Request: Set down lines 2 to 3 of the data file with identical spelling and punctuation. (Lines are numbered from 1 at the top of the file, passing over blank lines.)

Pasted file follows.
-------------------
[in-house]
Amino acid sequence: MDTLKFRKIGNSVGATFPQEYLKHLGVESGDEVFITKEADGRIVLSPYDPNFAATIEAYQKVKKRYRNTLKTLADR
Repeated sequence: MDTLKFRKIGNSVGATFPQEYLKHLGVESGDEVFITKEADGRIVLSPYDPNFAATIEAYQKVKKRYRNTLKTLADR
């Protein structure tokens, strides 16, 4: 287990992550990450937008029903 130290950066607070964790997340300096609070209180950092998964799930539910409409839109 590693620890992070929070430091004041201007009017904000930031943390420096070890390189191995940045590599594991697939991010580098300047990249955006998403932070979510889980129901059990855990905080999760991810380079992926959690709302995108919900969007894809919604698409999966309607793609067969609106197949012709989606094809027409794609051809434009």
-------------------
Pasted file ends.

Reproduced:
Amino acid sequence: MDTLKFRKIGNSVGATFPQEYLKHLGVESGDEVFITKEADGRIVLSPYDPNFAATIEAYQKVKKRYRNTLKTLADR
Repeated sequence: MDTLKFRKIGNSVGATFPQEYLKHLGVESGDEVFITKEADGRIVLSPYDPNFAATIEAYQKVKKRYRNTLKTLADR